Primary teachers have long been jacks of all trades, but is it’s time we had a few more masters delivering what is a highly demanding curriculum, says Jon Brunskill...
Being a primary school teacher is easy. It’s basically glorified babysitting. Of course, you need to learn how to deliver phonics in both a discrete and contextual manner, but apart from that it’s easy. Oh, and you also need to understand how to help children conceptualise mathematical operations, moving them from manipulatives to pictorial and ultimately formal representations. And then I suppose you need to know how to break down the implicit components of dozens of writing styles and explicate these to young learners.
But that’s pretty much it.
Oh and French. You also need to know French. And how to read, perform and analyse music…
I could go on, but I think I’ve made my point. The expectations recently placed upon primary schools teachers are laughably unrealistic. In September, the think tank Policy Exchange published a report warning of an impending “perfect storm” of challenges to primary education, including: a fall in funding to local authorities; the introduction of a new national curriculum; the removal of levels with no replacement; and tougher attainment descriptors alongside an overall raising of floor standards.
Although it may seem like a distant memory now, it wasn’t too long ago that an extension task was to ‘read quietly’, and marking meant lining up at your teacher’s desk to receive a single big tick at the bottom of your page. But times have moved on and this is no longer acceptable. A renewed emphasis on subject knowledge places those of us who ‘teach children, not subjects’ in a difficult position. It’s simply not possible to master Mesopotamian history, computer coding, and Geographical Information Systems.
However, I don’t believe any of these changes are a Bad Thing. Young children have an insatiable thirst for knowledge combined with a superhuman capacity to absorb information. Scientists call it the period of maximum neurological plasticity, I call it witchcraft – but it’s there.
Whilst teaching the stone age recently, I found myself stumped on numerous occasions by elementary questions on the topic. It was embarrassing, and I couldn’t help but feel I was letting them down by excusing myself with a pathetic, “Let’s look that up together later.” Rather than expanding horizons, I had actually become the ceiling to the children’s learning.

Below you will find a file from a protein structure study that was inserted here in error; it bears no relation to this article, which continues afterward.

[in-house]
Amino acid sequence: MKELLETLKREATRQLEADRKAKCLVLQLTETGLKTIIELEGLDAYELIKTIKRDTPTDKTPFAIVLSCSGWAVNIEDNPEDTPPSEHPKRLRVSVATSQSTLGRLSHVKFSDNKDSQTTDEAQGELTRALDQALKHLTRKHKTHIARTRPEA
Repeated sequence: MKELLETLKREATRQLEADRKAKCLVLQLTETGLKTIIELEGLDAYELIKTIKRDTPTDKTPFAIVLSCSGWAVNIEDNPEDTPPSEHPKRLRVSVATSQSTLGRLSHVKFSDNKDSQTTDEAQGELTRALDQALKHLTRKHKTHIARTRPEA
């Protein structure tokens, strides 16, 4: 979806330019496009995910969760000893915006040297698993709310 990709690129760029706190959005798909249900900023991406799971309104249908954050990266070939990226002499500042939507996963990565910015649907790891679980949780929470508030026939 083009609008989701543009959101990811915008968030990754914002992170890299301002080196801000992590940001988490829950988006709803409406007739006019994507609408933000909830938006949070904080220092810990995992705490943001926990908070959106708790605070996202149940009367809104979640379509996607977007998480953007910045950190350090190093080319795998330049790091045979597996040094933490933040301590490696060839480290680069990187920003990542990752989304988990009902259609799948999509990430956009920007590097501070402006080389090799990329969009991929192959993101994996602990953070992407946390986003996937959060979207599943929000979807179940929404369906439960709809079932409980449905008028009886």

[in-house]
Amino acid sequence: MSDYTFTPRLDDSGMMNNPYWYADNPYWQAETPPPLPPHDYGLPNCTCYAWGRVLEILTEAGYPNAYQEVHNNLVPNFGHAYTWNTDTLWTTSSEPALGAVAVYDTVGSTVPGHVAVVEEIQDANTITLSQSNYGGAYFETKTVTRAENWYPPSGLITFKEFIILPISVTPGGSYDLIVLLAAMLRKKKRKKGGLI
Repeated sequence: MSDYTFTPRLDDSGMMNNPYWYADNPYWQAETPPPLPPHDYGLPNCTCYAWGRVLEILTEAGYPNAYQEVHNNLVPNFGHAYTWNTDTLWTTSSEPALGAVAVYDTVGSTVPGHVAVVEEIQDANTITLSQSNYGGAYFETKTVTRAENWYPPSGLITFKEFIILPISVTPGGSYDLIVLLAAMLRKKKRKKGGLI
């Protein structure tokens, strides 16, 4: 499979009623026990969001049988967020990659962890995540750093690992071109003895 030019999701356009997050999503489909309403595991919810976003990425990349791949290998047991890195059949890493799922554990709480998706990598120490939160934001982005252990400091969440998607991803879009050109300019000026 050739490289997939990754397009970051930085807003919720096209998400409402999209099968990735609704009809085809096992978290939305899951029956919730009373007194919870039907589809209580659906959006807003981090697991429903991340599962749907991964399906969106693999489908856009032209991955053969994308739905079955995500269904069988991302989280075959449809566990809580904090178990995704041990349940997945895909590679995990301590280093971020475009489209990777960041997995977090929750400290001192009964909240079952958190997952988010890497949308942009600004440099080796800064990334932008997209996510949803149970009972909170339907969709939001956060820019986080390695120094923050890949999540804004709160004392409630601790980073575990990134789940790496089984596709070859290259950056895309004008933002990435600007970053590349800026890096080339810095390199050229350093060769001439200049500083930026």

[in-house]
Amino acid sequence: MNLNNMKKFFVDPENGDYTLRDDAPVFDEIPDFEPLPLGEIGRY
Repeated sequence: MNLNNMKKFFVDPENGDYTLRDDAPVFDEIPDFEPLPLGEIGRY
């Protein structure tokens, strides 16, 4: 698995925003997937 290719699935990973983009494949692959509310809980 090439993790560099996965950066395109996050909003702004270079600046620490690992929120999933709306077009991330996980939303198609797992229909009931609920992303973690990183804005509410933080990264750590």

They deserve better. They deserve someone with a knowledge deep enough to smash back volleys of questions with balletic grace. I’ve seen this in my school, because we’re lucky enough to have subject specialists for computing, PE and music. The teaching that the children receive in those subjects is far superior to anything that I could offer, because they are learning from masters of those subjects, with deep technical knowledge from the beginner to expert.
If this can be offered for foundation subjects, why wouldn’t we follow the same process for English and mathematics? By the time children reach upper key stage two, the expectations for these subjects are tough. You need to have a pretty firm grasp of the subjunctive mood to be able to teach it well. The current model of expecting all teachers to be a jack of all trades, master of none, is woefully inefficient.
Here’s an alternative model. All primary teachers spend a year learning the basics of planning, questioning, assessment and behaviour management. They also are given a solid grounding in literacy, phonics, numeracy and science. That’s it for primary Initial Teach Training, and would lead to QTS. But after qualifying, formally assessed and accredited training should continue for another three years, during which time teachers are expected to specialise. This could be in EYFS, a foundation subject, or further training in one of the core subjects. Schools would then be expected to recruit to ensure that all specialisms are covered, and specialists would become subject leaders, responsible for their respective curriculum and all of the teaching at upper key stage two (unless their specialism was in EYFS).
Such a model would not only ensure children receive expert teaching in every area of the curriculum, it would also allow real professional development and identity for teachers in primary. So rather than the perfect storm becoming an impending disaster, it could put the wind into our sails and take us to new heights, creating schools where each child is truly taught by a master.
John Brunskill is a primary school teacher and Teach First participant working in north London.
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